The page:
As a spin-off sequel to Ambition of the Slimes, Slime Tactics is a real-time tactical RPG mixed with some minor RTS gameplay. Instead of taking turns commanding one slime at a time, the player controls a human cursor that is tasked with placing, commanding, and guiding slimes on the battlefield against humans, monsters, and giant bosses. Like Ambition of the Slimes, once a human is defeated, the slime literally jumps down their throat and takes over their body zombie-style. This gagging noise and animation stands out as being both hilarious and disgusting – it is awesome.
Like the original game, unlocks and enhancements are constantly being thrown at the player whether it is a new slime type, a different enemy, or an upgraded potion. This means the player’s tactics constantly needs to be upgraded just as much as the units on the battlefield. The emphasis on the RTS tactics is placed heavily on the player and herein stands its biggest flaw. Since slimes are on auto-pilot, they often do not fight the opponents that you want to fight, in the way that you want to fight, and can actually block an ideal lane of traffic. For example, the wall slime’s defense is great to place first to act as a shield for the green or red slimes but that doesn’t mean anything if they all scatter in different directions as soon as they are placed on the battlefield. There are ways to control each slime, both individually and as a group through the use of a potion, but these guiding techniques are limited in each battle and are never as accurate as you hope. Imagine pulling Pikmin from the ground and then they go and do their own thing instead of guiding them as intended.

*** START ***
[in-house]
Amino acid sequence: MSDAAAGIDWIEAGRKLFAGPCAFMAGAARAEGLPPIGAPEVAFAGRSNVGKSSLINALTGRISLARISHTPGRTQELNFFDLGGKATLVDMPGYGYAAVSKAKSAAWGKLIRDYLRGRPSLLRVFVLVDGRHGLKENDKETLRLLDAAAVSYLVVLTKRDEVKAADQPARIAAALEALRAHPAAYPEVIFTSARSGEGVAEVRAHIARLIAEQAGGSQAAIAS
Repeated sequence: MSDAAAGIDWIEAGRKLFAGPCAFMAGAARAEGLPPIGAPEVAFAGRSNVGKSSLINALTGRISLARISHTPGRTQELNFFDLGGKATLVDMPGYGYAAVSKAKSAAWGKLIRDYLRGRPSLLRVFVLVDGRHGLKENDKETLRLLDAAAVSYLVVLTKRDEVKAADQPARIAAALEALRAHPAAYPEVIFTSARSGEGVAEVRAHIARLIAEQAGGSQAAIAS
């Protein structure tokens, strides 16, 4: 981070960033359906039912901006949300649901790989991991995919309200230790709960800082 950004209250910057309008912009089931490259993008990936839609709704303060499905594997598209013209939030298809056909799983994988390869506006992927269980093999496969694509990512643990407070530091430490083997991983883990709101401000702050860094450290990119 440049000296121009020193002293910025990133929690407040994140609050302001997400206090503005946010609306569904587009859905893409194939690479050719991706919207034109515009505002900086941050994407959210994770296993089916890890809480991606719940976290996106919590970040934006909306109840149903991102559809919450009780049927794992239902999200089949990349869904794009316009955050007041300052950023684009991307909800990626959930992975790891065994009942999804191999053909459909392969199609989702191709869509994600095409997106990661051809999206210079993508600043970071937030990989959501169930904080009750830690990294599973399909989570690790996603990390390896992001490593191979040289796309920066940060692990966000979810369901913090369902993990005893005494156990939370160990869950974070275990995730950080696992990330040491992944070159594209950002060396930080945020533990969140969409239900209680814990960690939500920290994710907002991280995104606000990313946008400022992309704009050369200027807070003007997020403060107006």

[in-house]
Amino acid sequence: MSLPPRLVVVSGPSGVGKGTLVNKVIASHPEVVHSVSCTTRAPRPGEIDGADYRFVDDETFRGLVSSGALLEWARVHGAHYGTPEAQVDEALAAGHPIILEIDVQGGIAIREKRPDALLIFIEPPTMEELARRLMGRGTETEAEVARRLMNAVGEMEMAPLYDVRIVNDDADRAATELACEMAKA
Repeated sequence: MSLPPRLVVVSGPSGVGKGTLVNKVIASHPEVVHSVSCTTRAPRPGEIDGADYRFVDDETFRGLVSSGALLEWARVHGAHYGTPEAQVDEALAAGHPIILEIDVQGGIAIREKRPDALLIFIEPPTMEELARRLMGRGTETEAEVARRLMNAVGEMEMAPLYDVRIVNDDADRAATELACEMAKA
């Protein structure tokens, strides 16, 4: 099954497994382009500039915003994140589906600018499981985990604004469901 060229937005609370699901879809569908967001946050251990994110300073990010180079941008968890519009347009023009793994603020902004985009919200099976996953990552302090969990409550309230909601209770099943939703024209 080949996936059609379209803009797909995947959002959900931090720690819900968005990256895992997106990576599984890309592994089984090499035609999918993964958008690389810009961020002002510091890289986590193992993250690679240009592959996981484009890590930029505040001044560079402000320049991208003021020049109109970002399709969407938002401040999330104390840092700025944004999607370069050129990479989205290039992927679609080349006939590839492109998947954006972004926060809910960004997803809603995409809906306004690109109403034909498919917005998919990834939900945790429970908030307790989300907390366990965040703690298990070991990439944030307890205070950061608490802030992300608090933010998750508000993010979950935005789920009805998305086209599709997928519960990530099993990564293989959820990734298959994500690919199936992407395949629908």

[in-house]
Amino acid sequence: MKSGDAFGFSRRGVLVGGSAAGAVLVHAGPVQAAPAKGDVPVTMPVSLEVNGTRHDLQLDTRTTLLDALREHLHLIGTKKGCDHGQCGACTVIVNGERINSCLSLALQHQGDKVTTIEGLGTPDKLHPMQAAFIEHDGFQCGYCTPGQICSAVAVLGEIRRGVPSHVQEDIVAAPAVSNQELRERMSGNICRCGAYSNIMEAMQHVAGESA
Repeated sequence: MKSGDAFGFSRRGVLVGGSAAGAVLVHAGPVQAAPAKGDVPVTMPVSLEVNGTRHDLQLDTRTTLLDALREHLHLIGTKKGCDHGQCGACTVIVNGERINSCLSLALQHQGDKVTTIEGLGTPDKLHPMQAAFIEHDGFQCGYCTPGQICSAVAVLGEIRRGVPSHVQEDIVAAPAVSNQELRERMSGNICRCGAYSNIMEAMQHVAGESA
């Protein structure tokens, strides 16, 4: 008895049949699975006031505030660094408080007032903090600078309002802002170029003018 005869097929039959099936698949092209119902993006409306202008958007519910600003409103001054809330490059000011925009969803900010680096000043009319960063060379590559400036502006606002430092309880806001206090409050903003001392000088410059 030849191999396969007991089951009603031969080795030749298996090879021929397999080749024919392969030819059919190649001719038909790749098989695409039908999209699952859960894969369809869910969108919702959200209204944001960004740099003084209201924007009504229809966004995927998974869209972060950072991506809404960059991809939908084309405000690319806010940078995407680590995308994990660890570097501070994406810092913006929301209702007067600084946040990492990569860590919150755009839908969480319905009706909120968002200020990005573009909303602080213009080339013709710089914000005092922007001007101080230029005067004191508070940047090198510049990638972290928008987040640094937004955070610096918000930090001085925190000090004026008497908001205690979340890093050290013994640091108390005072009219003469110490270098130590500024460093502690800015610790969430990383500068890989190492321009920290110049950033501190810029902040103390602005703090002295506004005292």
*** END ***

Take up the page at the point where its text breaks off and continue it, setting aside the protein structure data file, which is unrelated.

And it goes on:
In addition to constantly gaining access to new units and items, each type of slime levels up after each successful battle. Unfortunately, the pacing isn’t perfect, leaving the player to grind and use trial-and-error for many stages. For the most part, main levels will provide some high difficulty spikes but they are nothing in comparison to the boss battles. Capping each set of stages is a giant boss composed of polygons (that are made to look like huge pixels) as opposed to the adorable pixel art Flyhigh Works is known for. Looking beyond the jarring difference in art styles, each boss is punishingly difficult as they require grinding for level ups and clever tactics to defeat. Add this to the cumbersome troop control and bosses are often way more frustrating than fun. At least each one is different, requiring a creative use of both troops and on-screen enemies. Most stages can be finished in a minute or two which helps alleviate the pain of game overs and grinding at least.
Like Ambition of the Slimes, Slime Tactics is flawed with pacing issues and unbalanced gameplay. While these troubles can be overcome with tenacity and time, some players probably won’t appreciate the stiff challenge especially since the visual style gives off such a cutesy vibe. It might not be perfect but can perhaps serve as a small appetizer until Nintendo decides to port Pikmin 3 to the Switch.
Better Than: Mister Slime (DS)
Also Try: Canon Fodder (GBC)
Wait For It: the Witch & Hero Collection on Switch